Brick slips on damp wall

Discussion in 'Tilers' Talk' started by aliwatsonphoto, Jun 4, 2020.

  1. aliwatsonphoto

    aliwatsonphoto New Member

    Hi all.

    I figure this would be more of a tilers thing but wasn't sure if it would be more of a bricky thing.

    Just bought a house (circa 1800 so the walls a solid) and I'm doing up the kitchen. I want brick slips on opposing walls. I've heard you can apply them to plastered walls but upon inspection I decided to take the plaster off, which has come off in huge chunks so I'm glad I did as the weight of brick slips will be in the region of 30kg per m2.

    I've noticed the bottom of the wall is very damp so I'm wondering how to go about sorting it before I apply the brick slips.

    Any advice would be welcome.

    Thanks
    Alastair IMG_20200604_212750.jpg
     
  2. Abrickie

    Abrickie Screwfix Select

    Before you can fix it you need to find the cause, outside would be a good place to start :)
     
  3. aliwatsonphoto

    aliwatsonphoto New Member

    Thanks. I'll take a look tomorrow after work. Am I right by saying it's probably not condensation if the plaster that was on the surface was dry? It's probably penetrating damp, right? Like you said I'll take a look tomorrow to get a better idea. Could you not tile o we the top then if I bond it first?
     
  4. Abrickie

    Abrickie Screwfix Select

    Ah you mean bodge it, of course you can
     
    Joe the Plumber likes this.
  5. Joe the Plumber

    Joe the Plumber Screwfix Select

    You've used the expression 'penetrating damp'. Don't fall for any salesman's bovine dung. You need to be very careful when dealing with older houses not to wreck them (you shouldn't ever need to buy any cement, for example) and with all dampness issues, you must find and rectify the SOURCE of the water.

    Before you go about doing anything else, have a read all about damp here:

    https://www.heritage-house.org/

    I also can't understand wanting to apply fake bricks to beautiful, early 1800s bricks. But that's up to you of course.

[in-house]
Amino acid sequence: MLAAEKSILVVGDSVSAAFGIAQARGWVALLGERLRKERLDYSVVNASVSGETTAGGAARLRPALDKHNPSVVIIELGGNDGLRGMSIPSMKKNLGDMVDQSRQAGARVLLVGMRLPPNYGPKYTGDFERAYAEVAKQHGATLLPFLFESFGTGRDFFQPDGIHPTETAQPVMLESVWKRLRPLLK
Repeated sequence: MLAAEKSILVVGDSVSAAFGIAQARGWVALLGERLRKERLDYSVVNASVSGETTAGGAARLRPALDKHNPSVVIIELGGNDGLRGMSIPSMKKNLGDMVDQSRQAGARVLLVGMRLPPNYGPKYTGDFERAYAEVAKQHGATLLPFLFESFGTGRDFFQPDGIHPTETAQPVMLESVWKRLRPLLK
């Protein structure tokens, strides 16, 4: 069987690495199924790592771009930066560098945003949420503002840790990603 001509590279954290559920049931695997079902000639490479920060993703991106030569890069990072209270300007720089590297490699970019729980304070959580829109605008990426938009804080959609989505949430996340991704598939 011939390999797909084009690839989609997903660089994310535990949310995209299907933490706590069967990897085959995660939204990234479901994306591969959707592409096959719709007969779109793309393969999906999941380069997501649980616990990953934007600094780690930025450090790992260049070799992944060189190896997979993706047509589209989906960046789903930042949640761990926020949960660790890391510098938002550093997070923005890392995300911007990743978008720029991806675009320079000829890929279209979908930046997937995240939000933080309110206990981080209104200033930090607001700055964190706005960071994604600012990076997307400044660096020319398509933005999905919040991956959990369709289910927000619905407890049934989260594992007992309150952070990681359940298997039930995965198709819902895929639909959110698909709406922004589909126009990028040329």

6. aliwatsonphoto

    aliwatsonphoto New Member

    Well I don't if that's bodging or not. After all, that's why I'm here as a novice asking the question
     
  7. aliwatsonphoto

    aliwatsonphoto New Member

    Thanks for the the link I'll have a look. To be honest I don't think the bricks I've exposed are original. They look to be a mish mash of different bricks from repairs over the years. The house also used to belong to the pub next door and it looks like external doors have moved alongside different ownership.

    Thanks for the advice re. The source of the damp. I'll investigate further
     
    Joe the Plumber likes this.
  8. Joe the Plumber

    Joe the Plumber Screwfix Select

    Thanks Alastair. I'm on my phone and the photo on it is rather small to see the bricks clearly. It's an interesting problem. Please keep us posted with your progress.

    I have a bit of a thing about damp, as you might have gathered!
     
  9. aliwatsonphoto

    aliwatsonphoto New Member

    Will do. I've actually taken your advice and decided to cancel my brick slip order, which has saved me a lot of money. The more I think about it the more it makes sense to just clean the bricks up and get the whole thing repointed. My suspicion is that the ground level outside is higher than that of the kitchen and therefore enhancing the condensation build up, but we'll see.

    Thanks again
    Alastair
     
    Joe the Plumber likes this.
  10. Joe the Plumber

    Joe the Plumber Screwfix Select

    Great idea. I'm sure, with some careful preparation, your walls will look stunning.

    And if you want some lovely lime mortar for the re-pointing (I really ought to be on commission...):

    https://www.lime-mortars.co.uk/

    The ground level problem is very common. Do post again about it when you've had a look as there's plenty of folk on here with good ideas to help sort it.
     

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